Probst has conducted numerous plant trials dedicated to improving the species. His 2018 Leading Lady series of coreopsis is mildew-resistant. The series is named for famed Hollywood actresses Charlize Theron, Sophia Loren and Lauren Bacall. Each cultivar features different tones of yellow blooms that are sterile, so they don’t need to be dead-headed. Highly floriferous, Leading Lady Charlize produces lemon-yellow blooms from June to August on compact 25-centimetre stems.

Will this new and improved series overwinter for you? It’s recommended to cut this plant back in late summer, and to provide well-drained soil. There is no need to fertilize, but do protect plants with a layer of mulch for winter.

Deer-resistant and drought-tolerant, coreopsis is a pollinator magnet. The National Garden Bureau, an influential non-profit organization which serves as the marketing arm of the gardening industry, has declared 2018 the Year of the Coreopsis.

Has there been a year in recent memory that didn’t tempt us with a candy-store of new Echinacea varieties? Now comes Green Twister, an intriguing new coneflower that is on track to stand out from the crowd. Developed in Germany by Jelitto Perennial Seeds, Vanstone says Green Twister appears to have the hardiness and reliability usually found in Magnus or Prairie Splendor coneflower.

A seed-grown variety that is hardy to zone 3, Green Twister’s blooms are two-toned with purple rays that have lemon-green tips. Its prominent cone has shades of carmine red. A butterfly-magnet, the horizontal petals exhibit a unique form in comparison to other varieties with bent or drooping petals.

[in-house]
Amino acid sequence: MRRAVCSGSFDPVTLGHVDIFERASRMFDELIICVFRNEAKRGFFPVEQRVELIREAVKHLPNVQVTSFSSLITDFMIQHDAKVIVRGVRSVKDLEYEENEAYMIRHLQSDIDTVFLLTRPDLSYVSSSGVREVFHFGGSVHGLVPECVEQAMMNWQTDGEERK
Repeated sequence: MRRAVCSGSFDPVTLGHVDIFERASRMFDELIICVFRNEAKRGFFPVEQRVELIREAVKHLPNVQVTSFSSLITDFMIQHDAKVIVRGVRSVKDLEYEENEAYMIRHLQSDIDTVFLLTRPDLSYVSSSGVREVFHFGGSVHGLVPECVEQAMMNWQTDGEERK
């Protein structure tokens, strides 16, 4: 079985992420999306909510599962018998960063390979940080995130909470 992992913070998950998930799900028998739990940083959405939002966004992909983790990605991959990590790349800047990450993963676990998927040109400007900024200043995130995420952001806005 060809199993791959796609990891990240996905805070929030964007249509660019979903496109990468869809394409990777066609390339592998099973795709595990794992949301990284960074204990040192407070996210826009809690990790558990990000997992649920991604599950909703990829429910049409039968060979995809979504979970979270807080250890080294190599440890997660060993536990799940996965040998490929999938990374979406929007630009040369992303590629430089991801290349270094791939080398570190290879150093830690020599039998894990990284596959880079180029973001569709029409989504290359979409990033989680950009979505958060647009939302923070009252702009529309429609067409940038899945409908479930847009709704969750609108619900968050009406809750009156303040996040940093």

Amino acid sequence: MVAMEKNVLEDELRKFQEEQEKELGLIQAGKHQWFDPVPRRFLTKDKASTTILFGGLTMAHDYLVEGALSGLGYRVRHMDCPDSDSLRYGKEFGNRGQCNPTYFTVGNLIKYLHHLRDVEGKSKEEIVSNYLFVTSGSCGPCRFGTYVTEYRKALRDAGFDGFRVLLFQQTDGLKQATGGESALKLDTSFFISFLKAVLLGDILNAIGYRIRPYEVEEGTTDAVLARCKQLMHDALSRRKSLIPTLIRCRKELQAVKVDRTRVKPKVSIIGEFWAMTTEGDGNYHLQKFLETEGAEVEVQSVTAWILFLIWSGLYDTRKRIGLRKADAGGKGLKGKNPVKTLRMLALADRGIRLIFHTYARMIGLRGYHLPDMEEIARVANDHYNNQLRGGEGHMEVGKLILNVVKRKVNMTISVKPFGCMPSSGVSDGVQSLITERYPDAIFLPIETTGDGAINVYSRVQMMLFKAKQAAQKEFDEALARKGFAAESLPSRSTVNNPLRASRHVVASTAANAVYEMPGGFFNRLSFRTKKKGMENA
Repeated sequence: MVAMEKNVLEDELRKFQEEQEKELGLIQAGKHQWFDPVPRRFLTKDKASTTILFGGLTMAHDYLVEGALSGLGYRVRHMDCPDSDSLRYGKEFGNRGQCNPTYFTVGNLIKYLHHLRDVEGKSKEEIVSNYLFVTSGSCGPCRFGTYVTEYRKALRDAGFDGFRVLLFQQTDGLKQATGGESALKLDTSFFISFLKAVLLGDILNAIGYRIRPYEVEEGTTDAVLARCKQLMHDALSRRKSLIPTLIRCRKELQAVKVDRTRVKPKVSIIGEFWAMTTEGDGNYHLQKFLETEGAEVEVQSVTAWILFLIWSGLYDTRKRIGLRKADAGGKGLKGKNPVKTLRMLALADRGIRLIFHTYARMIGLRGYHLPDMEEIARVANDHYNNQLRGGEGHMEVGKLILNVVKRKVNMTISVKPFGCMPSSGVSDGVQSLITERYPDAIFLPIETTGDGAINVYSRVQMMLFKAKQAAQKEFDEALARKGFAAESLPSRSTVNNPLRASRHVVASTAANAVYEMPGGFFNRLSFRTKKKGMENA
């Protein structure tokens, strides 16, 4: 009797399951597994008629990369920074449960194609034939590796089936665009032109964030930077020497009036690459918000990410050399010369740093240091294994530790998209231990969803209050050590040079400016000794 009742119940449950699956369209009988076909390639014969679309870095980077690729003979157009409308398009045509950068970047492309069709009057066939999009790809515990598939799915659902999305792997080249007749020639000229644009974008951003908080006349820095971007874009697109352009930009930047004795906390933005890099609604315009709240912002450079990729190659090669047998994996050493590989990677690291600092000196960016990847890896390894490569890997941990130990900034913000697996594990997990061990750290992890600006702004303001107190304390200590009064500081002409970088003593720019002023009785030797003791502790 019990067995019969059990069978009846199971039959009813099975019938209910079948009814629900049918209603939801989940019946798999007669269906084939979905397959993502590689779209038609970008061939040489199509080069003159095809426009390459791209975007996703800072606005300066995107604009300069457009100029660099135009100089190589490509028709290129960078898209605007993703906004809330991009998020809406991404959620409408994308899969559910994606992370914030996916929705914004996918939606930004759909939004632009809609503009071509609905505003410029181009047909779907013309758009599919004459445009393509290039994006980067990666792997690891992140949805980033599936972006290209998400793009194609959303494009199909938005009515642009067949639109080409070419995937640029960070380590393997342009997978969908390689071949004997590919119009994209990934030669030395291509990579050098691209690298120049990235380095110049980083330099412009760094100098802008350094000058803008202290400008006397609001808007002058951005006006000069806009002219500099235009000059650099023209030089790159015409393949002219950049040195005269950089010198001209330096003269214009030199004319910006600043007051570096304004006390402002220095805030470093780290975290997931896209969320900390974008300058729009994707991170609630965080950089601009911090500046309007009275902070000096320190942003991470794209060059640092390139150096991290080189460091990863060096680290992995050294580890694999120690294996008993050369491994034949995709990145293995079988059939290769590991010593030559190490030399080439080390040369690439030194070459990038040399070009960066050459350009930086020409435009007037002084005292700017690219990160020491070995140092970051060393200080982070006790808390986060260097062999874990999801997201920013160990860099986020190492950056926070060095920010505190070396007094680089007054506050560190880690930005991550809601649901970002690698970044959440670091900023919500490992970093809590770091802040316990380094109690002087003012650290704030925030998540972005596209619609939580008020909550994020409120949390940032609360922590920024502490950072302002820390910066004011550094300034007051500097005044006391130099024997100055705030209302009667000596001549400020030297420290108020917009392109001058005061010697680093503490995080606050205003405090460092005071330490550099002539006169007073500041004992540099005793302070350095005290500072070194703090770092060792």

Vanstone says he is impressed by the new Gaillardia aristata Spin Top series. Propagated vegetatively rather than by seed, Vanstone says the Spin Top series has shown a nice, tight habit (no floppiness) in trials.

Bred by Dummen Orange, Spin Top varieties grow to only 20 cm tall and wide. Cultivars in the series include Orange Halo, Red Halo, Red Starburst and Yellow Touch. Hardy to zone 3, their long-bloom season, Vanstone says, begins in June and continues throughout the summer months.

"Even once these new varieties have done flowering," he says, "they continue to have a presence in the garden with intensely coloured centre cones."

Notably, Vanstone adds, Dummen Orange has increased the flower size on this compact series and combined attractive bi-colour with fringed petals and heavier flower production.

Another new plant to look forward to is Pulmonaria Dark Vader. A Terra Nova Nurseries introduction with silver spotting on dark green leaves, this mildew and deer-resistant lungwort has built-in mildew resistance. Vanstone says. However, that production may be delayed until later next summer.

Of course, it’s not all about new perennials for next spring. Expect to see some exciting new developments in annuals, too. I’ll close by naming just one — Ipomoea batatas Solar Tower. Ipomoea (more commonly known as sweet potato vine) is popular almost to the point of being ubiquitous. Quick, try to recall a container design which did not include Ipomoea in one of its many forms.

A 2017 introduction, Solar Power ipomoea touted a tidy, well-branched habit that would hold its shape and colour. Spotlight, available in black, lime and red, was touted as the first compact ipomoea series.

Now comes new Solar Tower, the first-ever self-climbing ipomoea. A Ball FloraPlant introduction, Solar Tower is a rapid-growing annual that will be available in two varieties, black or lime. Its spread is 91-122 cm. How tall will it grow? With a height of 122-213 cm, Solar Tower will quickly cover your trellis or obelisk without any need to trim or train. The showy foliage is deeply lobed.

Additional attributes include rain and heat tolerance. For bold colour contrast, try combining Solar Tower Black with the Lime variety.

Waiting for spring?